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Social Media and Well-Being: An Interpretative Phenomenological Analysis Exploring Interpretations of Social Media, Perception of Self, and Well-Being Amongst University Students

Gardiner-McGregor, David (2019) Social Media and Well-Being: An Interpretative Phenomenological Analysis Exploring Interpretations of Social Media, Perception of Self, and Well-Being Amongst University Students. Manchester Metropolitan University. (Unpublished)

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Abstract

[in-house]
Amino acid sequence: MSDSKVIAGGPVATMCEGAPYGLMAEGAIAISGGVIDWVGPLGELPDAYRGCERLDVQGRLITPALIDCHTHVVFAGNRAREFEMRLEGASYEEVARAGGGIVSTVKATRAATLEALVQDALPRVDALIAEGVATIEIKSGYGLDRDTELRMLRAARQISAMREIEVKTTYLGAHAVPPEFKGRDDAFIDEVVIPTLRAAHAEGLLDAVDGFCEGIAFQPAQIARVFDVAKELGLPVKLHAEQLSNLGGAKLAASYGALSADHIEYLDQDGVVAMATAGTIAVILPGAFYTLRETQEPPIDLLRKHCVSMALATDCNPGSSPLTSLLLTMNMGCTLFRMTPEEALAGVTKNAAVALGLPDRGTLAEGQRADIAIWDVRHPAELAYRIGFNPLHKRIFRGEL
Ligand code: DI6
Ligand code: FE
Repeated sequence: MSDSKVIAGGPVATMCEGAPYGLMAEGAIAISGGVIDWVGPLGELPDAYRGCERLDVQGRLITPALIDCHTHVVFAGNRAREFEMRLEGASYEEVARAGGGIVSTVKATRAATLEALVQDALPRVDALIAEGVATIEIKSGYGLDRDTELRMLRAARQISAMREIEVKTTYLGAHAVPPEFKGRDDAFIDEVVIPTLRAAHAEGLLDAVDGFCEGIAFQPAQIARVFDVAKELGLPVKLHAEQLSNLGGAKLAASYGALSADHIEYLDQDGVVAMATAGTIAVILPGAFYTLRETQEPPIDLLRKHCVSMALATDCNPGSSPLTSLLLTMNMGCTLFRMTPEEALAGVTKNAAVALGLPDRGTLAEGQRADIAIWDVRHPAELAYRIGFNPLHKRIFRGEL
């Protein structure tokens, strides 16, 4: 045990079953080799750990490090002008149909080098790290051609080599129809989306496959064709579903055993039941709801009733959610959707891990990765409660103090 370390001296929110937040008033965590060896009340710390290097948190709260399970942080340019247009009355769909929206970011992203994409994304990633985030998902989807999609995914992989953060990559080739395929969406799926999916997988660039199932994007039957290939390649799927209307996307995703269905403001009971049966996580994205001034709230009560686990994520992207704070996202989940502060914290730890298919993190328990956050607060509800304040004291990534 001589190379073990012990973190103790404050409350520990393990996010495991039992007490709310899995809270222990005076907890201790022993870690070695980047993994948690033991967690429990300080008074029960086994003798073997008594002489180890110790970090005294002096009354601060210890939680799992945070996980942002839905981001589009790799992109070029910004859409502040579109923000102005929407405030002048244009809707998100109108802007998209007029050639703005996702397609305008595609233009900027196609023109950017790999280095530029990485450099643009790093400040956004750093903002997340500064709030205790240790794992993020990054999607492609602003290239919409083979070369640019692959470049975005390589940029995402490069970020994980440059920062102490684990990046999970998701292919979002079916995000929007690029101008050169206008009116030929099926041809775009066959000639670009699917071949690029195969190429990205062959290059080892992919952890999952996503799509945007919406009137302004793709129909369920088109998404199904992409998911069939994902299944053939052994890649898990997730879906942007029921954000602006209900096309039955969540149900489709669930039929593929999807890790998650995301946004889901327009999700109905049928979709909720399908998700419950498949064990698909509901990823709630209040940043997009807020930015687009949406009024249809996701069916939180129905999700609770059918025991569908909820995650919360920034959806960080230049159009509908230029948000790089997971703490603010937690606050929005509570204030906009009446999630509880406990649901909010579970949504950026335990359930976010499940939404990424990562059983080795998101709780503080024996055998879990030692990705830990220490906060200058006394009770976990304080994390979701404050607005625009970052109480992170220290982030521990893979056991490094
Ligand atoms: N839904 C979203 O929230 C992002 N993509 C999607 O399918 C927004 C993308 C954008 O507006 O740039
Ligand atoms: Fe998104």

This study aimed to explore the association between personal interpretations of social media, self-perception, and well-being. Previous literature indicated increased social media use resulting in lower self-esteem (see Vogel, Rose, Roberts and Eckles, 2014; Murphy, 2013) while also highlighting the benefits that connection-promoting (see Clark, Algoe and Green, 2017) and the power of ‘likes’ (see Burrow and Rainone, 2017) have on self-esteem and overall well-being. Quantitative methods dominate this research area without providing richly detailed subjective accounts from participants. As such, this study employed semi-structured interviews in order to gain an understanding of user experiences and how these impact upon self-perception and well-being. The participants in this study were six undergraduate students, aged 18-25, with 2 males and 4 females. Using Interpretative Phenomenological Analyses, two superordinate themes emerged from the transcripts. The first centred around self-perception and self-presentation, whereas the second focussed on the uses of social media. There was an overall consensus that social media is useful in the modern world for staying connected with peers and the wider world, but negatively affected well-being and self-esteem when engaging in activities such as social comparison as it causes users to evaluate the perceived deficiencies in their own lives against idealised others. This study presents an opportunity for further research to explore why people continue to use social media given its detrimental effects on well-being.

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